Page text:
In the novel, in the movie, and in this script - Andy pays his dues, he takes his punishment, he takes it like a man. I think that Red respects that. Respects how smart he is, how he keeps his head down when he goes to work and does what he has to do. But, he sees an inner light in Andy and when he gets them that beer, sacrifices so much, and is almost tossed off the roof, just to get them three beers. It doesn't matter if you're white or black or polka dot or stripped, whatever, he did that for them and he didn't have to. And, he didn't even drink beer he gave all of it to the other prisoners.

Do you think Red believed Andy's story about the stone wall and the volcanic rock?

(Keenan Ramos)

Not until he got there. Andy was so important and special to Red that the least he could do was to go to that tree and find that rock. He (Andy) helped him get that far and he just had to trust.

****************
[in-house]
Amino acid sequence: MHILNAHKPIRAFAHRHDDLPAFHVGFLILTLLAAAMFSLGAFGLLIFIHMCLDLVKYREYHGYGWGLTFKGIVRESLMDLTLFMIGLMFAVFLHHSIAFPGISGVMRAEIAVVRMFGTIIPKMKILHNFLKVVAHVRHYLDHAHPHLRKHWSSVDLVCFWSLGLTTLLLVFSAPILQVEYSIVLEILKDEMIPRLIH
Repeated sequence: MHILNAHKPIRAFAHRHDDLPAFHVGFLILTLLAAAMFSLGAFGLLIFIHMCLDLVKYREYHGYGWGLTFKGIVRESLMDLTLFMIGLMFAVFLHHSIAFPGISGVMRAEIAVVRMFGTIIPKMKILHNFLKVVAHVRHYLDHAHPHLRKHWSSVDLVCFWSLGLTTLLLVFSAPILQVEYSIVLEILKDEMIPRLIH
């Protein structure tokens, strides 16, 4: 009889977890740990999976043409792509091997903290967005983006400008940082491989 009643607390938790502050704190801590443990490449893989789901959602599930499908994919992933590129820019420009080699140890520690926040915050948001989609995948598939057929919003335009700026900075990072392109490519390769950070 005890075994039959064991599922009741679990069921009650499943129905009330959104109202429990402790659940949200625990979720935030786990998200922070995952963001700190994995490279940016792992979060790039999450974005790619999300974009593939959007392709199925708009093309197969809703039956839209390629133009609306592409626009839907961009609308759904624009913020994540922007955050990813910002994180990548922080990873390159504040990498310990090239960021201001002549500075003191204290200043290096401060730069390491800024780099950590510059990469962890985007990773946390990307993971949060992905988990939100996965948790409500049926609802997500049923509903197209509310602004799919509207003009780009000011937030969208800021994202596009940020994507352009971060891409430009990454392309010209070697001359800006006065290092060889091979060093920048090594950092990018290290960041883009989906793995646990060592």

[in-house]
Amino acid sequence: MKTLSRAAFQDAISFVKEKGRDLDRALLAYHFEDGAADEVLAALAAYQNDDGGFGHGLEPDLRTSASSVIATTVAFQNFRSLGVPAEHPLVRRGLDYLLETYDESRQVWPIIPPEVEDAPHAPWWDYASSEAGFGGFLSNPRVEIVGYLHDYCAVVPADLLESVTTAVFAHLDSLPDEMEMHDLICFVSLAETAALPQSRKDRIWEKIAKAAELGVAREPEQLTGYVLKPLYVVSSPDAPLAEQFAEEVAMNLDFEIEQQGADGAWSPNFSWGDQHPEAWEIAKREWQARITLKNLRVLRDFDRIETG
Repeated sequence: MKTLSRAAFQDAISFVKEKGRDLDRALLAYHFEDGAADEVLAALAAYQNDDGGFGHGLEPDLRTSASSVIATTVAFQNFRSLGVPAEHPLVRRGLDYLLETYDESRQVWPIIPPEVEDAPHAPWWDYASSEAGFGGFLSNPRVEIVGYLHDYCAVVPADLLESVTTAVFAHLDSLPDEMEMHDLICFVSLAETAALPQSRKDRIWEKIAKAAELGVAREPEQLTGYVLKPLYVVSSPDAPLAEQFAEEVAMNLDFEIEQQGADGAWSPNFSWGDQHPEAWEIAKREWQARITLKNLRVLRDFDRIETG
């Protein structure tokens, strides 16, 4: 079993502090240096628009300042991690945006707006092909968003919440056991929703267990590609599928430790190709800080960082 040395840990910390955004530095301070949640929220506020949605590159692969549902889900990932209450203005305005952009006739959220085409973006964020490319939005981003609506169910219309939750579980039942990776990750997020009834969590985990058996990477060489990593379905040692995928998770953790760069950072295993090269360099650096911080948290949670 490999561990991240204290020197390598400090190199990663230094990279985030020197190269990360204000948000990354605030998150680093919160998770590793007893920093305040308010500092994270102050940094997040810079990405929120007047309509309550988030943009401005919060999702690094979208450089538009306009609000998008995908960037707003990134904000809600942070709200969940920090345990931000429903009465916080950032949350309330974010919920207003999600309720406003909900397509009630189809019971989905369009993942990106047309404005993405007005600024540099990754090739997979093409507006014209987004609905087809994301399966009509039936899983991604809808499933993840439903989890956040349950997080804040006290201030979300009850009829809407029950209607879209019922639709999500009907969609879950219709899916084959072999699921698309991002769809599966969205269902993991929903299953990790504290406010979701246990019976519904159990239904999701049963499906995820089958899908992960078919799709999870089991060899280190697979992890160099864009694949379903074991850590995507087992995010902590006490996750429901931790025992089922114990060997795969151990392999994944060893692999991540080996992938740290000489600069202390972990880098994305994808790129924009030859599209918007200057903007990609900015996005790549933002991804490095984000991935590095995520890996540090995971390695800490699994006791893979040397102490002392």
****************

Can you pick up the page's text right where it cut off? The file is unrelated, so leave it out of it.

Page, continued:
(Chris Roady)

I think it's and interesting and nice touch that Stephen King put in there about his (Red's) journey to find the oak tree is symbolic of showing that he has finally started to hope. He says "I hope that this is true" and ends with him saying "I hope". So, I think that's why Red makes that trip to Buxton to find out, because he finally has something hopeful.

(Keenan Ramos)

He's just going step by step and Andy is with him all the way. He has to make that step out of prison, he has to make a step to go to work, he has to make that step to Buxton. He says "I hope I can cross the border". Just making that one step to reunite.

So you two have mentioned the original author, Stephen King. If he were here what question would you ask him?

(Chris Roady)

I want to know his inspiration for this story. From what I've read he wrote this story based on stories he heard about prison, and I'd love to know what those stories are. I'd probably ask him a lot of unrelated questions because his work is so prolific. I'd maybe ask him which genre he likes to write more (this type of story or horror).